What this seems to have done, and what could easily be seen today through the debates that take place especially at the UNHRC, is the creation of a platform for the Rest to expose the West, justifiably, whenever an unfair and unwarranted intrusion, or criticism, concerning the domestic affairs of the State takes place, in the guise of ‘human rights’. This exposé will take place, mainly due to the fact that countries such as the US and the UK, which played a yeomen role soon after World War II, in the promotion of the international rule of law and global institutions, are seen to be flouting those very principles and norms that they promoted and wanted the Rest to embrace and support.
Hence, it provides a State with an ideal opportunity, a legitimate one, to remind the world of the horrors that these Western powers once committed, or even continue to commit, in some form or the other. It could be a reminder of the old days of colonialism and the salami-slicing of colonial territories; of the horrific Hiroshima/Nagasaki episode; of illegal invasions and indiscriminate bombings, in Iraq or Afghanistan; of the willful violation of the most basic principles of humanitarian and human rights laws.
It wouldn’t stop there. On torture, the world will be reminded over and over again about Guantanamo Bay or Abu Ghraib. Some would insist that a more detailed explanation is necessary as to why US considers ratification of the Rights of the Child Convention is a threat to their sovereignty and national security. Accusations will galore on questions relating to international environmental law issues, on issues relating to the provision of foreign aid and development. On matters relating to international investment law, some might question as to why the West tends to assume that the protection of property rights should trump all other rights such as the adoption or enforcement of health and labour standards or environmental and human rights norms. There will be a question asked about why notions of democracy and human rights are promoted on a selective basis, or whether or not it’s still the Western habit to abandon allies no longer serving their narrow interests under the convenient pretext of ‘human rights’.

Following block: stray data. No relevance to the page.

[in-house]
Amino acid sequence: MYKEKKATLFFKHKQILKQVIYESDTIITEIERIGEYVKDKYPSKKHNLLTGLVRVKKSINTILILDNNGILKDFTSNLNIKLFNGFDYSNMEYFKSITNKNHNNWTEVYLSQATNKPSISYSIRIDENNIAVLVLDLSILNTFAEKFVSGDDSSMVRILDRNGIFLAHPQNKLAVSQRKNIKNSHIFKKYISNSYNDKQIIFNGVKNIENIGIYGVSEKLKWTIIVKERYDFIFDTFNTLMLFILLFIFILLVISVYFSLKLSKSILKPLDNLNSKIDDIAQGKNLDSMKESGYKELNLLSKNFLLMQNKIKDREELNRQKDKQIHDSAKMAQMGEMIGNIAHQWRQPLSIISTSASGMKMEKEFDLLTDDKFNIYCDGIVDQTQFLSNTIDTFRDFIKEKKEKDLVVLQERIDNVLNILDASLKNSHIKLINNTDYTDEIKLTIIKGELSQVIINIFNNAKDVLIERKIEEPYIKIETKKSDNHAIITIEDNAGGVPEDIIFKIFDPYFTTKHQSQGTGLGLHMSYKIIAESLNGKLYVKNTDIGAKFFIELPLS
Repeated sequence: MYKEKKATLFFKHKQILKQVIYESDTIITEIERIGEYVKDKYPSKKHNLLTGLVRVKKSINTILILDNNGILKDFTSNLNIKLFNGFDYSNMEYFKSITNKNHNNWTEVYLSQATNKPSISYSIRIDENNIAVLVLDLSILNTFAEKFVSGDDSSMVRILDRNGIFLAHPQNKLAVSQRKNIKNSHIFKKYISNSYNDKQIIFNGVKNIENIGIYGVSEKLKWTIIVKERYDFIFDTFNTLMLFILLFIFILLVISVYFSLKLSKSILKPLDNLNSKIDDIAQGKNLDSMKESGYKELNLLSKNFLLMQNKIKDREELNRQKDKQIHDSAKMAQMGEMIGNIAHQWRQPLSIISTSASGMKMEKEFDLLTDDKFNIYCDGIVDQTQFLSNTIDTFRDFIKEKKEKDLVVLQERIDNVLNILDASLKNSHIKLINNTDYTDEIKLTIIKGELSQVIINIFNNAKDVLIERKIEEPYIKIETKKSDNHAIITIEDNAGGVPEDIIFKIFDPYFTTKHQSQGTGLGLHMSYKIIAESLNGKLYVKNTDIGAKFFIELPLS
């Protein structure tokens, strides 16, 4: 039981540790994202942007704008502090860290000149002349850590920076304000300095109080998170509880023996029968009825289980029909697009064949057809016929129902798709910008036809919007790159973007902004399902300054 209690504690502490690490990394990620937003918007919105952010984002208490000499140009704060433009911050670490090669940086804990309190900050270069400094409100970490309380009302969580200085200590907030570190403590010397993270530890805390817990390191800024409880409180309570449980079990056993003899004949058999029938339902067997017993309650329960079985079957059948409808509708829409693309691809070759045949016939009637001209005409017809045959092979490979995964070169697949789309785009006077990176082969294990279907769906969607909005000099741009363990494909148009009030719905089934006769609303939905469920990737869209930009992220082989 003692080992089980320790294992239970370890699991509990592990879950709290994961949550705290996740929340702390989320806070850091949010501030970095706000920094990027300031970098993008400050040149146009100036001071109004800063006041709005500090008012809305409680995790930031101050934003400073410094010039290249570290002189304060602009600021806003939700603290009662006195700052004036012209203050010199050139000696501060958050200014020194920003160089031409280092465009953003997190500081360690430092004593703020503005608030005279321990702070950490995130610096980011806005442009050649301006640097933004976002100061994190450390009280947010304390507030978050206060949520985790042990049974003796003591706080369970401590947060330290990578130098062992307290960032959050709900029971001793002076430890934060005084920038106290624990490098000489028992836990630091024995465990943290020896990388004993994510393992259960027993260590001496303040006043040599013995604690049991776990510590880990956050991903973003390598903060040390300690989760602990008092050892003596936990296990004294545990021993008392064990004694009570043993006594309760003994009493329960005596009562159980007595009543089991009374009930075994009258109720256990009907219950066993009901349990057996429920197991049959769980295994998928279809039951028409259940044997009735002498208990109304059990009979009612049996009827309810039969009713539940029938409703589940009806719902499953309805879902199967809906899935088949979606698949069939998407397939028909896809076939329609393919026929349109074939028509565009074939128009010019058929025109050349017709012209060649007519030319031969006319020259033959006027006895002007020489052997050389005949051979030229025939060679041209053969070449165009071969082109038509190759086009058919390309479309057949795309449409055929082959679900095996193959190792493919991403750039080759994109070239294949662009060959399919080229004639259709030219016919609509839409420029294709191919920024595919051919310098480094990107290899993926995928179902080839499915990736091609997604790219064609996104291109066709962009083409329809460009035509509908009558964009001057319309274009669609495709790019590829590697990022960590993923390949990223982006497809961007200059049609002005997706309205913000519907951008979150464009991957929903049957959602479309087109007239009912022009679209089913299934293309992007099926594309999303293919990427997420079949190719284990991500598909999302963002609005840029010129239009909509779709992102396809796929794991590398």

Significantly, this Western exposé happens in a global context within which the West finds a rising Asia which has already begun its ‘march to modernity’ (as noted by Kishore Mahbubani), and which even could boast of having eliminated a most ruthless terrorist organization in the world. Through all this, the West would also find that once backward nations such as China opening up to the international community; for instance, a China which is going a long way in redefining itself in ‘world affairs, in the family of nations, and in the world public order’, a China where there is today a ‘revolutionary evolution’ seen in many fields relating to international law and human rights (as pointed out by senior Chinese Diplomat Hanqin Xue in ‘China’s Open Policy and International Law’, Chinese Journal of International Law/June 2005). In sum, the West is faced with a more assertive and confident Asia (of which we are a part) which forms a significant component of the ‘Rest’.
Sri Lanka and its human rights record
While this could lead to polarization, a further schism, there is much the West needs to do to narrow this schism, by putting its own house in order, by practicing what it preaches to the masses. However, the Rest should play its part too; and Sri Lanka in particular.
While all effort needs to go in to stop attempts made at prosecuting our political and military leadership that defeated terrorism, much needs to be done to improve the country’s human rights record. We can win any number of debates, and we have our men who would do a splendid job – in Geneva, in Brussels, or in New York. We can give the most striking and coruscating account of the illegalities so brazenly perpetrated and promoted by the West. But questions will be posed - is our human rights record improving, are we being progressive and pro-active on the protection of human rights, what’s happening for instance with that Commission of Inquiry, etc.? We certainly need credible, convincing evidence to substantiate more fully our assertion of moral superiority over the West concerning the protection of human rights; not only rebuttals and counter-arguments that certainly stump the West.